By Cliff Rold
Three-time World Champion.
What fighter would not want the description affixed to their career at its close? Most would be happy with one stint, one moment where they could point to being the very best in the world. Rare is the fighter who can lay claim to the highest honors and remain there for years, defending and turning back the challenges of the best his division has to offer.
Japan’s Nobuo Nashiro (14-2-1, 9 KO) has not been of that rare, enduring breed. However, this Saturday night in Osaka, he’ll make a play for a hat trick of belts. Win and, at least to those within earshot of him, he’ll be called a three time ‘world champion’ after only 18 professional fights.
It won’t be true in any meaningful sense.
Looking beneath the number, it comes across as a product of an incredible silliness in this era as bad as at any point in boxing history. Consider the following, and do try to follow along:
• Nashiro won his first title at 115 lbs., a WBA belt, with a 10th round cut stoppage of 31-fight veteran Martin Castillo in July 2006;
• Nashiro lost the belt in May 2007, or two fights later, to 31-fight veteran and former WBA titlist Alexander Munoz;
• Munoz lost the belt in a unification match with Cristian Mijares and, because of a WBA rule that allows for a “Super” champion and regular champion…
• …Nashiro won a second, vacant WBA belt with a decision over Kohei Kono in September 2008;
• Following two defenses, Nashiro lost his second WBA belt (the one he captured without regaining the one he lost)in May 2010 to former lineal Jr. Flyweight king Hugo Cazares (whom he had held to a draw in his previous fight);
• Vic Darchinyan (who beat Mijares, who beat Munoz, who beat Nashiro) has vacated his Super belt, making the regular WBA title the primary title for now;
• Cazares has not lost that belt; and,
• Nashiro will aim this weekend to be a three-time champion without regaining the title he lost for the second time, this time with an entirely different sanctioning body belt in play.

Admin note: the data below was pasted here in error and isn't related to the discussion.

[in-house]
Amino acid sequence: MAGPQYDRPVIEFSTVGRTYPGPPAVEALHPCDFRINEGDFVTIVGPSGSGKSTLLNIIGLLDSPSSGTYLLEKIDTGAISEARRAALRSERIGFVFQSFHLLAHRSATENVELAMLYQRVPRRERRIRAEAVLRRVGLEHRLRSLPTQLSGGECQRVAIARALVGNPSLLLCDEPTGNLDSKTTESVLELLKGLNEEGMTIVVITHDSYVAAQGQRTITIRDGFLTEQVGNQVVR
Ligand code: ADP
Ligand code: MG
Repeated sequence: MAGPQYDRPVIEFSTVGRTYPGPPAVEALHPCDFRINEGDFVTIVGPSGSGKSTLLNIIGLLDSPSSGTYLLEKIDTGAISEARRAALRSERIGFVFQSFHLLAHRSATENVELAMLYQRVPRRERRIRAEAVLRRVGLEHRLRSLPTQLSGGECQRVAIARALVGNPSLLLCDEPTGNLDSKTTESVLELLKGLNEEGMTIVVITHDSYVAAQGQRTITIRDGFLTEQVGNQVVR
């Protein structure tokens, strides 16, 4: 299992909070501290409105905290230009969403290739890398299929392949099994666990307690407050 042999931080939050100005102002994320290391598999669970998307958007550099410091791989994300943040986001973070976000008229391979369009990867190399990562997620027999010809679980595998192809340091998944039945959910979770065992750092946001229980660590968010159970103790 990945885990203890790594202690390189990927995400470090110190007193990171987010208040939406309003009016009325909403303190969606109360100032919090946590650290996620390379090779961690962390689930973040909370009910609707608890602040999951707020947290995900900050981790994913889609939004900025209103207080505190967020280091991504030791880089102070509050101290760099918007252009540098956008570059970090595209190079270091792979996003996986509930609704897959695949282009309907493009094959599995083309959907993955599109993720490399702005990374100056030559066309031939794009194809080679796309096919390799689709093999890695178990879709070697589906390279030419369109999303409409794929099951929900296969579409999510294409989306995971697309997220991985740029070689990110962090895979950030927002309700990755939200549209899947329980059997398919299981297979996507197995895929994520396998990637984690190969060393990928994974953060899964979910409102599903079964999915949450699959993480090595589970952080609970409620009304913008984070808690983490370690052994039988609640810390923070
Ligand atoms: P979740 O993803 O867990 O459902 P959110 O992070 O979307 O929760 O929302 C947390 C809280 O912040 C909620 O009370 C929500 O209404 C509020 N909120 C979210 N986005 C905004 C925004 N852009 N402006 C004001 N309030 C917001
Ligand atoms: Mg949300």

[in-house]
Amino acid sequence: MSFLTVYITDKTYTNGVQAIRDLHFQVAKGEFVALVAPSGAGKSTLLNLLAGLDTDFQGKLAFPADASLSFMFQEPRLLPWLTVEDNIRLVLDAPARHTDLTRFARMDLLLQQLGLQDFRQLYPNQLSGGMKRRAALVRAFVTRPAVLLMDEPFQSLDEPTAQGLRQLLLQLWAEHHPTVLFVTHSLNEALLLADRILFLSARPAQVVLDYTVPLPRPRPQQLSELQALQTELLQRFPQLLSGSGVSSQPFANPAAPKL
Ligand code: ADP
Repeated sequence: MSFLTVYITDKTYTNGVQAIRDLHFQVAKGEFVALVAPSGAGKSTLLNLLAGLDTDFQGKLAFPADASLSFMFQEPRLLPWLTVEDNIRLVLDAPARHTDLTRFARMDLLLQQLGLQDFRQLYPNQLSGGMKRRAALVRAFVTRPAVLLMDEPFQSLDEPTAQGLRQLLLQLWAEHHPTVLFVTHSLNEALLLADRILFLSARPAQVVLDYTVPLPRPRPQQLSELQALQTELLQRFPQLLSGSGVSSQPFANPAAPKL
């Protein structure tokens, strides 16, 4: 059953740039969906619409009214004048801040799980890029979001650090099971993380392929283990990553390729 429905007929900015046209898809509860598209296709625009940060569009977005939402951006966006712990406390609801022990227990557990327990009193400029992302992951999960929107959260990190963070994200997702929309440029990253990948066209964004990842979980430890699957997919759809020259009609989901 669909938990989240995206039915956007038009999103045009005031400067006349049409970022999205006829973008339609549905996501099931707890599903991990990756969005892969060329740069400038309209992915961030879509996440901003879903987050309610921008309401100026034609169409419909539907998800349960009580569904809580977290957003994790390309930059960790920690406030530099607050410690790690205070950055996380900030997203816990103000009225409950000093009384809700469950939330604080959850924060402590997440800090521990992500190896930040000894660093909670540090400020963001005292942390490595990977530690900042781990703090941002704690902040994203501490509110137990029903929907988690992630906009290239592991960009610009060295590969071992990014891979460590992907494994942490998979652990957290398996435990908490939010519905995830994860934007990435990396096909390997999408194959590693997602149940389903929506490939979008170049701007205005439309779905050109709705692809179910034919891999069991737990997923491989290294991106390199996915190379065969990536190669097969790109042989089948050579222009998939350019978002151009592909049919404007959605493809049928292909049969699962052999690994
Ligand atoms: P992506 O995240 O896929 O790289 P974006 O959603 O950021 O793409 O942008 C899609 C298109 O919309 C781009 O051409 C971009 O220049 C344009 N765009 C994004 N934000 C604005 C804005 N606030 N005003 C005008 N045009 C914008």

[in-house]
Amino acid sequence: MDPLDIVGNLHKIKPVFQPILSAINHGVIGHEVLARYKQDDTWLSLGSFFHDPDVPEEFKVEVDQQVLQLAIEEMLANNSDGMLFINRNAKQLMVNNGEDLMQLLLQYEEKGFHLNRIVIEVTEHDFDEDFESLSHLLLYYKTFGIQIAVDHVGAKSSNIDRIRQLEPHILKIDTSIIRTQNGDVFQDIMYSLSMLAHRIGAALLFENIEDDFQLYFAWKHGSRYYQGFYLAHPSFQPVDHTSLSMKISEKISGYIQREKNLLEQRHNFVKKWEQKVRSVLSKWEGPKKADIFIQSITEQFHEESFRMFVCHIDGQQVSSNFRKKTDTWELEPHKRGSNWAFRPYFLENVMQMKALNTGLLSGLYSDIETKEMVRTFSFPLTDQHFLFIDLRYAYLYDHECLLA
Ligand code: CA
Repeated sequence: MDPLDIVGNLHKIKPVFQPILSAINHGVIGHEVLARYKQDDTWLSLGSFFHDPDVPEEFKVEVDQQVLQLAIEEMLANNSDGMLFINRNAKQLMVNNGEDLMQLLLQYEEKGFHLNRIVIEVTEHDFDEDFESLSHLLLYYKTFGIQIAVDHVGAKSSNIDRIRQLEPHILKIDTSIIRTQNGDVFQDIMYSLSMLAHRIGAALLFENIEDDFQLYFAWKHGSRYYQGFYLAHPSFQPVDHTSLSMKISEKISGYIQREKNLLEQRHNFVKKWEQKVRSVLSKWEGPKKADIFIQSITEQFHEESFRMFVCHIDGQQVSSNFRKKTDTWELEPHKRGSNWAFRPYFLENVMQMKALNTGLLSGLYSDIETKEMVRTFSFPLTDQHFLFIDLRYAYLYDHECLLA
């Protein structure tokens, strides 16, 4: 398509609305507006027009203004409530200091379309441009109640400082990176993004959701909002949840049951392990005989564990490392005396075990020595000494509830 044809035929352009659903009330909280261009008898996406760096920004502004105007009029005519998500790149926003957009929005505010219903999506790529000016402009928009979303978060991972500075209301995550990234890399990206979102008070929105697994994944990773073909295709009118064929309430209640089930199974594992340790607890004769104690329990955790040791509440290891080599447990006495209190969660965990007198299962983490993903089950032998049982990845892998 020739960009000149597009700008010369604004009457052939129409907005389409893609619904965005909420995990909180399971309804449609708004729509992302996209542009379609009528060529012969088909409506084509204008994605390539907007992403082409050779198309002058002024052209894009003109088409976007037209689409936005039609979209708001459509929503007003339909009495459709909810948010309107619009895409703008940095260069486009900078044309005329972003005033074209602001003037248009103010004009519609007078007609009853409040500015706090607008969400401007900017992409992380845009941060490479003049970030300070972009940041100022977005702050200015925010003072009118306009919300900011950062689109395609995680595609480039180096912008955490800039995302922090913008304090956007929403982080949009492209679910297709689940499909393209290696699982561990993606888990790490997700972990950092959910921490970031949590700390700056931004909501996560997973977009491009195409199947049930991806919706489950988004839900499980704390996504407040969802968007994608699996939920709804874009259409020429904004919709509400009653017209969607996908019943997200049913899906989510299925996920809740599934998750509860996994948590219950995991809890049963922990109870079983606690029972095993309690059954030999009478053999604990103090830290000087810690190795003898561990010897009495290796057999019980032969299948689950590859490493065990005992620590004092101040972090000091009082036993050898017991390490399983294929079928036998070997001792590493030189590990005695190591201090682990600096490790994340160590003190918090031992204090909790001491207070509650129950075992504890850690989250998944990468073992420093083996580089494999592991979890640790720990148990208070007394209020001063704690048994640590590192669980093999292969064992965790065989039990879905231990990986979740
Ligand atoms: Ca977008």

So, yeah, not true in any meaningful sense.
It’s fair to say that, if winning belts even in this jumbled mess were easy, more fighters would do it.
It’s more fair to respond and say, “Dear God almighty, how many more could there possibly be?”
And yet, still, after all that, it is still possible to be impressed with the short run of Nashiro.
There’s certainly no reason (outside of his being in the most meaningful fight of an otherwise slow weekend) to single him out for the offense of being part of an intellectually offensive title picture. Nashiro isn’t benefiting from the opportunity to become a multi-time ‘champion’ any more than, for example, ‘two-time Heavyweight champ’ Tim Witherspoon or than ‘four-division’ champ Leo Gamez did before him.
To their credit, Witherspoon and Gamez were damn good fighters.
So is Nashiro, and the Japanese battler won his first title doing something neither of those men did.
In knocking off Castillo in 2006, Nashiro’s first title came in defeating a Castillo who had at least some claim to the designation of ‘best in class.’ The lineal title at Jr. Bantamweight in 2006 might have belonged to Masamori Tokuyama but Castillo, with two wins over Munoz and a dominating thumping of Eric Morel under his belt, looked like he might be the man.